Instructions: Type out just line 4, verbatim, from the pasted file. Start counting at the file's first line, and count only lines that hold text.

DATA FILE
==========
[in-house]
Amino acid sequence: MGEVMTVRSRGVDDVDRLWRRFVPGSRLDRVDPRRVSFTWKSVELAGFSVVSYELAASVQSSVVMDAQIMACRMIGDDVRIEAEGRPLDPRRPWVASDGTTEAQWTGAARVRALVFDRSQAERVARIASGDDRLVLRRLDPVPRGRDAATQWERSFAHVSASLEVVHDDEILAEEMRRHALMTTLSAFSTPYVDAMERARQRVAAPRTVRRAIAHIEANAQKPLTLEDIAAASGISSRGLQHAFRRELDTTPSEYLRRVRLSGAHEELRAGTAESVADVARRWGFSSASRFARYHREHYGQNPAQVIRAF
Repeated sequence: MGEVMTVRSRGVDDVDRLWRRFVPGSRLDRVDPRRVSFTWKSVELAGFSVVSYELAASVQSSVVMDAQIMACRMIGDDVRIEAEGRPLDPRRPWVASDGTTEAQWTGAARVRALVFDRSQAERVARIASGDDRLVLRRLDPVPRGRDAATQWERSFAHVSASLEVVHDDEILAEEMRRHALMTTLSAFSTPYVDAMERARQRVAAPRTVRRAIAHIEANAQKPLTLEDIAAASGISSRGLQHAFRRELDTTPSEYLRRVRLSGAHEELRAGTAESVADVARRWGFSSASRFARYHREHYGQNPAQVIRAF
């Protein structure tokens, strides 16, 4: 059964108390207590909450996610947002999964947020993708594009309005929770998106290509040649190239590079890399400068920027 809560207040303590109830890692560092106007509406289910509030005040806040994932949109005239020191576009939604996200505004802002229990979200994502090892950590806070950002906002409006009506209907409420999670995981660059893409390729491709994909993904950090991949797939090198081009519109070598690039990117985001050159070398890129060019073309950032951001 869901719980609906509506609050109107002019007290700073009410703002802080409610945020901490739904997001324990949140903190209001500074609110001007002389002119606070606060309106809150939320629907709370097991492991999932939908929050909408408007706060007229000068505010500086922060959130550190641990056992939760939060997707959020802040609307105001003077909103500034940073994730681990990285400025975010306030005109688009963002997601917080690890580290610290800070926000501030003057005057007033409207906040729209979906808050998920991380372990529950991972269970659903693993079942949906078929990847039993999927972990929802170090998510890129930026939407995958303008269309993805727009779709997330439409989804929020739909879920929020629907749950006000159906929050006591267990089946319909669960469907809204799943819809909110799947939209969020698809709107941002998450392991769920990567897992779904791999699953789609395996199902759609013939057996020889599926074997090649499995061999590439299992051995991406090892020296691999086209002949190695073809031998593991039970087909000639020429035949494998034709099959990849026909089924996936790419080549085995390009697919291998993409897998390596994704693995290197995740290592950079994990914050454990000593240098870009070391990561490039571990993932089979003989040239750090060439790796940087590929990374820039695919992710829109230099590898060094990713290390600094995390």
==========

């Protein structure tokens, strides 16, 4: 059964108390207590909450996610947002999964947020993708594009309005929770998106290509040649190239590079890399400068920027 809560207040303590109830890692560092106007509406289910509030005040806040994932949109005239020191576009939604996200505004802002229990979200994502090892950590806070950002906002409006009506209907409420999670995981660059893409390729491709994909993904950090991949797939090198081009519109070598690039990117985001050159070398890129060019073309950032951001 869901719980609906509506609050109107002019007290700073009410703002802080409610945020901490739904997001324990949140903190209001500074609110001007002389002119606070606060309106809150939320629907709370097991492991999932939908929050909408408007706060007229000068505010500086922060959130550190641990056992939760939060997707959020802040609307105001003077909103500034940073994730681990990285400025975010306030005109688009963002997601917080690890580290610290800070926000501030003057005057007033409207906040729209979906808050998920991380372990529950991972269970659903693993079942949906078929990847039993999927972990929802170090998510890129930026939407995958303008269309993805727009779709997330439409989804929020739909879920929020629907749950006000159906929050006591267990089946319909669960469907809204799943819809909110799947939209969020698809709107941002998450392991769920990567897992779904791999699953789609395996199902759609013939057996020889599926074997090649499995061999590439299992051995991406090892020296691999086209002949190695073809031998593991039970087909000639020429035949494998034709099959990849026909089924996936790419080549085995390009697919291998993409897998390596994704693995290197995740290592950079994990914050454990000593240098870009070391990561490039571990993932089979003989040239750090060439790796940087590929990374820039695919992710829109230099590898060094990713290390600094995390």